My four-year-old is learning isiZulu. Her pre-school offers it in the form of a weekly class. But she’s also ‘studying’ isiZulu after school, every day of the week, with her nanny.
Why? Because I believe that being able to communicate with more than 70%* of our country’s people is an important part of being a South African citizen. I believe that sharing words makes people like each other, so it’s good for our souls. And I believe that bilingualism and multilingualism are healthy for children’s brains.
The cultural impact
Nelson Mandela said: “If you talk to to a man in a language he understands, that goes to his head. If you talk to him in his own language, that goes to his heart.”
Perhaps even more eloquently, according to Meryl Bailey of Linguamites (which is the monthly programme our nanny attends to learn to teach our child isiZulu), “There is great power in relationship-building through language learning,” especially in the context of current racial and cultural intolerance.
Language learning can teach children to respect other cultures, to identify with people from different backgrounds, and to grow up to be accepting, responsible and sensitive global citizens.
The cognitive impact
But beyond civil society, there are significant brain-related benefits inherent in child bilingualism, explains Meryl, including enhanced cognitive functioning, better memory, superior creative thinking, better problem-solving and the capacity for divergent thinking – as well as soft skills like adaptability and confidence.
Bottom line? An additional language can make your kid kinder and smarter.
A brief Q&A session
Here are some of the insights I gained during my interview with Meryl:
Q: How can speaking an African language improve racial tolerance?
A: By learning someone else’s language you are saying, “You are important, your culture is important and your ideas are important. I want to know who you are.” The divide between us can only get smaller when we say these things to one another.
Q: Why must white South African kids speak an African language?
A: Speaking an African language is part of a new South African identity we need to create in order to move forward as a nation. In the future, it has the potential to open doorways for our children and create opportunities we’ve never known before.
Q: *Why is isiZulu the African language of choice at Linguamites?
A: isiZulu is spoken as a first language by more than 20% of our country, while more than 50% of South Africans use it as a second language. As a Bantu language, isiZulu stands a learner in good stead to acquire other African languages.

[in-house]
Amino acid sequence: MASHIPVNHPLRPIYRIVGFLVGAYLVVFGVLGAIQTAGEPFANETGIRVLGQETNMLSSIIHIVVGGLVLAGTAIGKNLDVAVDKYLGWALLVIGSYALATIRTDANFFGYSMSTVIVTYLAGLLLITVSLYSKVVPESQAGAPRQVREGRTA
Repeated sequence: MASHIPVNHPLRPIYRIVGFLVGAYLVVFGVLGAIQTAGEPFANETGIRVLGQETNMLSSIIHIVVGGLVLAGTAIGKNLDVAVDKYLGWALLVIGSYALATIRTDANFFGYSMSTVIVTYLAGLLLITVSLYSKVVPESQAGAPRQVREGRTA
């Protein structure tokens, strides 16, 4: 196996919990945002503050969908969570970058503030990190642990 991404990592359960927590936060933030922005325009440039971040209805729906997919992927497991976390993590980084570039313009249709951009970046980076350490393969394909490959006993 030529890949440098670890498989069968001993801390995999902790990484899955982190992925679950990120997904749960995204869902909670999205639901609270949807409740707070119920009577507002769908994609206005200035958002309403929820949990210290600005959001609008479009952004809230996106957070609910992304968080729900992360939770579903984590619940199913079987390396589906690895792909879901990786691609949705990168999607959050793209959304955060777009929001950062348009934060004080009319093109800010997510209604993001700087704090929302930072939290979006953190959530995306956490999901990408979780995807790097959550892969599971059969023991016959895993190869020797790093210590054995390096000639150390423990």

Q: Going beyond African languages to European or Asian languages, how should a parent choose an additional language for his/her child to learn?
- Based on heritage:The language of the parents and grandparents is vital and should be passed to the next generation wherever possible, as a kind of legacy.
- Based on environment:Being able to converse in the language spoken around you is a huge advantage (which is why we advocate African language learning).
- Based on usefulness: Identify where you think opportunities may lie for your child. Learning languages spoken by a large population is a valuable investment.
Q: Can you suggest some ways to help children acquire a second language?
A: The first requirement is regular access to a quality native speaker of that language, plus a lot of time exposed to the language. We’ve found that a ‘One-Person-One-Language’ policy is critical, so that there is no ‘mixing’ of languages across caregivers. It’s also important to start as young as possible.
Q: Can you suggest some tips for teaching small children new words?
- Play songs and listen to stories with audio.
- Act out word meanings.
- Repeat simple words.
- Make speaking the language a necessity; that is, the child must try to repeat the word or phrase in the relevant language before you honour a request.
Q: Why does Linguamites teach nannies to teach their own language?
A: Being a native speaker of a language is only the first step to being a good tutor. Just like there are courses to teach English as a foreign language, nannies must be taught to teach their language to children – using the necessary tools and methodology and developing the confidence and commitment to stick with it.
Back to our story
We’ve been following the Linguamites programme in our house for three months now and I can see the joy and pride our domestic worker derives from the process. My little one is also pretty chuffed with herself (tho’ not brave enough yet to chat to people she doesn’t know). We’ll get there. And ngiyojabula when we do.